Settlement Music School faces more cutbacks
Any institution with legitimate claims to Chubby Checker, Frank Rizzo, and Albert Einstein deserves better. Unfortunately, Settlement Music School has found it is not immune to the vagaries of the economy: For a second time this year, the community school of the arts has had to make significant cuts in salaries and other expenses to make ends meet.
Any institution with legitimate claims to Chubby Checker, Frank Rizzo, and Albert Einstein deserves better.
Unfortunately, Settlement Music School has found it is not immune to the vagaries of the economy: For a second time this year, the community school of the arts has had to make significant cuts in salaries and other expenses to make ends meet.
It has avoided cutting programs, but staff was told this week there would be pay cuts ranging from 1 percent to 10 percent depending on compensation levels as well as a two-year moratorium in contributions to the pension fund.
This follows word in April that senior managers - including executive director Robert Capanna - were taking 10 percent salary cuts and six salaried positions were being eliminated.
All told, the trims will save $1.1 million, a significant portion of the Queen Village-based school's $1.5 million budget shortfall.
Settlement, founded in 1908, serves about 15,000 students in the eight-county region.
Its revenue is expected to fall from $9.5 million last year to $7 million this year as donations have dropped during the recession.
"We were doing just fine until the [stock] market collapsed in October," Capanna said. "November and December were down, but not impossibly down. But January and February, it was like people just turned off the tap. We got practically no contributions at all. I've never seen anything like it."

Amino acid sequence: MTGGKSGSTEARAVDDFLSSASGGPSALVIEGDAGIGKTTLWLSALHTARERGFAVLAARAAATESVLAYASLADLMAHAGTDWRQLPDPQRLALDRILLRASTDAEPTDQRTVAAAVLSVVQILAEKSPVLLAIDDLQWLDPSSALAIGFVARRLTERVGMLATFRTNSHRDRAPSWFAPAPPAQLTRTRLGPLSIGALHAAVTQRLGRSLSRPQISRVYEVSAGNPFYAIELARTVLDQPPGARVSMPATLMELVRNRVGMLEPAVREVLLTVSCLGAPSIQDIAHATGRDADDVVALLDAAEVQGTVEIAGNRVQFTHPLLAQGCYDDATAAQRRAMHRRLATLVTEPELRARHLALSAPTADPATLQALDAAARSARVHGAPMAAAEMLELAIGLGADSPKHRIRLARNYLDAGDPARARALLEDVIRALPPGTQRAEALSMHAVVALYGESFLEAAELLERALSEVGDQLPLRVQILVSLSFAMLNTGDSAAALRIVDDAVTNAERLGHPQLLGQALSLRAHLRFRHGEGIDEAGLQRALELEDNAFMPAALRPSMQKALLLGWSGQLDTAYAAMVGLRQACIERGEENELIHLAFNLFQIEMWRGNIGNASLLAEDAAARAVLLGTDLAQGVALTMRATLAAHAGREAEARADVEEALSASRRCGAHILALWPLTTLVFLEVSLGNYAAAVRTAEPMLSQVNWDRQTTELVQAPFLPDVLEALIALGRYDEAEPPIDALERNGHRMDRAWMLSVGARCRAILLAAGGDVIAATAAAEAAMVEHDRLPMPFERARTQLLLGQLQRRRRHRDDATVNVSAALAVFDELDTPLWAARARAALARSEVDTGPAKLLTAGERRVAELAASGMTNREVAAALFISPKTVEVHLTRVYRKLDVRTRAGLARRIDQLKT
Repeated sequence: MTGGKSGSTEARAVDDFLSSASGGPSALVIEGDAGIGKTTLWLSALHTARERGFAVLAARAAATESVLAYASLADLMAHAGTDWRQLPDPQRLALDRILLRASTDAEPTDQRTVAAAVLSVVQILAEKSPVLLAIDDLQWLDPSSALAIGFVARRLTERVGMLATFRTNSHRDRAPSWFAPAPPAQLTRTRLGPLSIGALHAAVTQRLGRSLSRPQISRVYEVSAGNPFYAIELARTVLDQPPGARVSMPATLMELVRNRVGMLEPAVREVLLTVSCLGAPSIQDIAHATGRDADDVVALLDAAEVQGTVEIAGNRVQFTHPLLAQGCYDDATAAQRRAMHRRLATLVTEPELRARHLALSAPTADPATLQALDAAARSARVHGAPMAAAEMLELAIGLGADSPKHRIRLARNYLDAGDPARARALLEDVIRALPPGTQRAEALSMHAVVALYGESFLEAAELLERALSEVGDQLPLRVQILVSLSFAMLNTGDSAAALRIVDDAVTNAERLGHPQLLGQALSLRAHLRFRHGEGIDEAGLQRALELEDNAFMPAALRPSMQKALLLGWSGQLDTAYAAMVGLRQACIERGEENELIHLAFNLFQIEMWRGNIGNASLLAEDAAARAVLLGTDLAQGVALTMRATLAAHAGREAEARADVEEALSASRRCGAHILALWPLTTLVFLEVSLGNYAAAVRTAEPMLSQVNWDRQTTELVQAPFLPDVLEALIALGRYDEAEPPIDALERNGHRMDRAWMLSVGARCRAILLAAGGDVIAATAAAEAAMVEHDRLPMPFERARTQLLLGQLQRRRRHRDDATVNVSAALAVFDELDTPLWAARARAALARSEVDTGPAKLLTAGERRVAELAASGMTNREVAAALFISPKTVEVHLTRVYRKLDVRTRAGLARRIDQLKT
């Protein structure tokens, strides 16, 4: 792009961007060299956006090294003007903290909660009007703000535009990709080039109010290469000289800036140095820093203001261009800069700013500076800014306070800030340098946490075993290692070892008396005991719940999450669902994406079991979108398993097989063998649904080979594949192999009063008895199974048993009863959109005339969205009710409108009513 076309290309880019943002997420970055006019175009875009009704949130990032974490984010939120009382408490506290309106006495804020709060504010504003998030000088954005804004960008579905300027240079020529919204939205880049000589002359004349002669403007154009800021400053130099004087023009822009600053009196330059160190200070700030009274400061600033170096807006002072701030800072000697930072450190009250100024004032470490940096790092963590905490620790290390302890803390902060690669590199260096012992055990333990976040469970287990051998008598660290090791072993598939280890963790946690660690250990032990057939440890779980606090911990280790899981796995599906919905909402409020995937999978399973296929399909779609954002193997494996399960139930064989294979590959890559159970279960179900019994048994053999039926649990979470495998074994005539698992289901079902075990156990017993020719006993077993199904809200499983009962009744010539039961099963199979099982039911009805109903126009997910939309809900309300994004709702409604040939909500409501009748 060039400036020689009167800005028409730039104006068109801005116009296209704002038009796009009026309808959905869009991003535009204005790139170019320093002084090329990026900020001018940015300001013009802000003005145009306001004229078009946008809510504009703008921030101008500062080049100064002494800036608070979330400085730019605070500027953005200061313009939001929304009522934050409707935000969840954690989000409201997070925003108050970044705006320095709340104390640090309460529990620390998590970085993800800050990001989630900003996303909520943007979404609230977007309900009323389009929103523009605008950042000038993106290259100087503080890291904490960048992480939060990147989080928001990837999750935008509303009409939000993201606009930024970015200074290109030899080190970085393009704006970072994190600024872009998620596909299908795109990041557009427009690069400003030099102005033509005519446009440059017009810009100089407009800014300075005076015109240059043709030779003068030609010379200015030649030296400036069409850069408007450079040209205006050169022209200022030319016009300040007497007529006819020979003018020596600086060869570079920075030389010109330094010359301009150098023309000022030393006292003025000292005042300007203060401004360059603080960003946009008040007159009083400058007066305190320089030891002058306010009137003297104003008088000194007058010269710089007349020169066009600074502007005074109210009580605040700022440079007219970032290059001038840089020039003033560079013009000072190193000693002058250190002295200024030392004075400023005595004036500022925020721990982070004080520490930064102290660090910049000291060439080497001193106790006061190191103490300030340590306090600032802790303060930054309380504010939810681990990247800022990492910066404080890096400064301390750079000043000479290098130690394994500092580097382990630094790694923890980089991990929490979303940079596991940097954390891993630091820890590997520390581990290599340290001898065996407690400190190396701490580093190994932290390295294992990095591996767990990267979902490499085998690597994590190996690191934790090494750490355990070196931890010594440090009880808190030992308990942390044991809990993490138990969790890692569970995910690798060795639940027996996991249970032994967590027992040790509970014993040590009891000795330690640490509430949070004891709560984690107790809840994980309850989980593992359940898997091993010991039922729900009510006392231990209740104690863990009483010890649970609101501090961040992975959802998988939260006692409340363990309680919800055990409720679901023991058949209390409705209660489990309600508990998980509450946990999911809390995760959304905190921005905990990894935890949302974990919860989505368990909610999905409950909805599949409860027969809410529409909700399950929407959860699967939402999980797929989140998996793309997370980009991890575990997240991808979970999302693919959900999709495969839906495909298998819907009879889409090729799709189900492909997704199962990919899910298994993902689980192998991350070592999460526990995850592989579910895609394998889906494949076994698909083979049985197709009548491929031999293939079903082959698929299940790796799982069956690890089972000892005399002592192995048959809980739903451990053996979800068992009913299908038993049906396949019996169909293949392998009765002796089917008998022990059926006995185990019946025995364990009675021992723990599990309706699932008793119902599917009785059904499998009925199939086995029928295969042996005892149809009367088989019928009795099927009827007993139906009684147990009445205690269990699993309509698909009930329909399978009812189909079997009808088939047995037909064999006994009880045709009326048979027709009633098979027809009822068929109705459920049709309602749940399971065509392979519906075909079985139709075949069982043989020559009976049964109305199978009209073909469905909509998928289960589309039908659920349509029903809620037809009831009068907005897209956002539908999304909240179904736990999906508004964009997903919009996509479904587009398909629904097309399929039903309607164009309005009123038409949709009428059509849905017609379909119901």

The school responded with cuts and increased fund-raising, which resulted in an upswing of sorts in April, Capanna said.
"We are probably going to end this fiscal year not quite as bad as we had projected," he said. "Going forward, I think our focus is going to be on maximizing earned revenue and keeping expenses as low as we can.
"We are trying not to limit the programs we offer or financial aid." About 35 percent of Settlement's students receive aid now.
From its founding, Settlement has offered music lessons and performance opportunities for students and aficionados at all levels of ability and interest, from children to senior citizens.
"It plays a huge role in a lot of lives," Capanna said. "There are people who have lifelong relationships with Settlement Music School. There are guys who play in our senior chamber music program, who are in their 70s and 80s and were here when they were 8 and 9 years old. There are graduates of Settlement Music School in every major symphony in the United States."
It also has reached a broad base, which is evident from the individuals who have passed through its doors.
Chubby Checker, for example, took piano lessons at Settlement before he topped the charts with "The Twist." Frank Rizzo learned the clarinet at Settlement long before he became the city's mayor. And Albert Einstein, long after declaring everything relative, played chamber music at the school in the 1950s.
Settlement At a Glance
Locations: Four in Philadelphia, one each in Jenkintown and Camden.
Annual financial aid:
Focus: Music, dance,
and visual arts.
Total students since founding: 300,000.
Current faculty and staff: 325.
SOURCE: Settlement Music School